By Roni Caryn Rabin
Snapshots of two clean-cut teenagers, a boy and a girl, stare out from a newspaper advertisement for the vaccine Gardasil. “Boys can be affected by HPV disease too,” says the bold headline. The ad urges parents to protect “both your son and daughter.”
Until recently, Gardasil was a girls-only proposition. Approved for young women ages 9 to 26, the vaccine promised a great benefit: protection against four strains of sexually transmitted human papillomavirus (HPV), including two that can lead to cancer of the cervix, vagina and vulva.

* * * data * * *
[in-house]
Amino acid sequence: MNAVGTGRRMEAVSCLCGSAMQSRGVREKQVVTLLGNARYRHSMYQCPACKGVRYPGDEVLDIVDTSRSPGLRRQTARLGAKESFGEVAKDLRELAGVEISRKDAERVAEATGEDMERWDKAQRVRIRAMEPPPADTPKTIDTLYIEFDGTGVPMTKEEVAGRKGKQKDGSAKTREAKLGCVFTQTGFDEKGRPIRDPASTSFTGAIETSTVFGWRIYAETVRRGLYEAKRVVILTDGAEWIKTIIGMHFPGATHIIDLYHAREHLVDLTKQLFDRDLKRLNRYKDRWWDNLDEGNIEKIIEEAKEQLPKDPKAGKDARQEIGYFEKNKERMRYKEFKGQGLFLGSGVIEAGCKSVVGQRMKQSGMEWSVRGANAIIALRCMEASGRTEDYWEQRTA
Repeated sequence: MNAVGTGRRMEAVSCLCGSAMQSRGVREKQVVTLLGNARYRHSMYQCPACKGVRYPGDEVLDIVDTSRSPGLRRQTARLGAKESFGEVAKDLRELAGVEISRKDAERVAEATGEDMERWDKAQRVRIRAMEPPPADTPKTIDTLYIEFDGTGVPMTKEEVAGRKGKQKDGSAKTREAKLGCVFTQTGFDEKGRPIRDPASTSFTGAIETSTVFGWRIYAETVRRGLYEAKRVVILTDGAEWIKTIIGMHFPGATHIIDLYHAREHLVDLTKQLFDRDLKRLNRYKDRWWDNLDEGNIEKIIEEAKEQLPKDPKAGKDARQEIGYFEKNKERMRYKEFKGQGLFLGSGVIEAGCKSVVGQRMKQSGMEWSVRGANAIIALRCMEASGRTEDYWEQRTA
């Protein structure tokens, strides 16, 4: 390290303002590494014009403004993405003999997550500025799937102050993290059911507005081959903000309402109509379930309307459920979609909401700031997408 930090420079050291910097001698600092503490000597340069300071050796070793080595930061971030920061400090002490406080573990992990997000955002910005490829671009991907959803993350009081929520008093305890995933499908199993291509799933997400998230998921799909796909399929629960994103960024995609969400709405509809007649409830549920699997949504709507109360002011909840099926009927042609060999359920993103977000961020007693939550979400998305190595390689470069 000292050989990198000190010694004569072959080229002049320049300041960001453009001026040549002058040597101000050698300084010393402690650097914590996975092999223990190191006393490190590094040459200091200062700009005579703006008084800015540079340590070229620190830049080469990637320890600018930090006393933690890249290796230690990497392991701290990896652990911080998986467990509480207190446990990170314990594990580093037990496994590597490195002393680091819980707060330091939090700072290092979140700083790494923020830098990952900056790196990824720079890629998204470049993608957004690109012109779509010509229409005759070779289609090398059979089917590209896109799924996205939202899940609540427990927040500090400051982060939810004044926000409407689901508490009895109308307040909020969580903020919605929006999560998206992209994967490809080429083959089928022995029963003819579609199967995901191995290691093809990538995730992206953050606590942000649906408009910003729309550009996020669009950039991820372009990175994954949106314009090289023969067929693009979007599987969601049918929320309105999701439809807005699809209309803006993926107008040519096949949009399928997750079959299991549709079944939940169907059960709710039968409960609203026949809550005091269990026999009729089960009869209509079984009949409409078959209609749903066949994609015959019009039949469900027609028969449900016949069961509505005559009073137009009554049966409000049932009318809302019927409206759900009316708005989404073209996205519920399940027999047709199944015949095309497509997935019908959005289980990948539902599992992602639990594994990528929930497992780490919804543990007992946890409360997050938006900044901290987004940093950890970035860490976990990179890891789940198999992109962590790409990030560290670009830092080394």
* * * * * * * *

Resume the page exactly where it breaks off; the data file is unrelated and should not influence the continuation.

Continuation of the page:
Yet the vaccine has been a tough sell. It requires three shots, often painful, over the course of seven months. So far, only one in four teenage girls younger than 18 have completed all three shots.
Now, in the wake of new research suggesting that the vaccine protects against other cancers, Gardasil is increasingly marketed as an important vaccine for boys, too. The Food and Drug Administration has approved it for young men ages 9 to 26, expanding the list of indications just last December.
All of which is sure to leave many parents asking: What’s in it for our sons?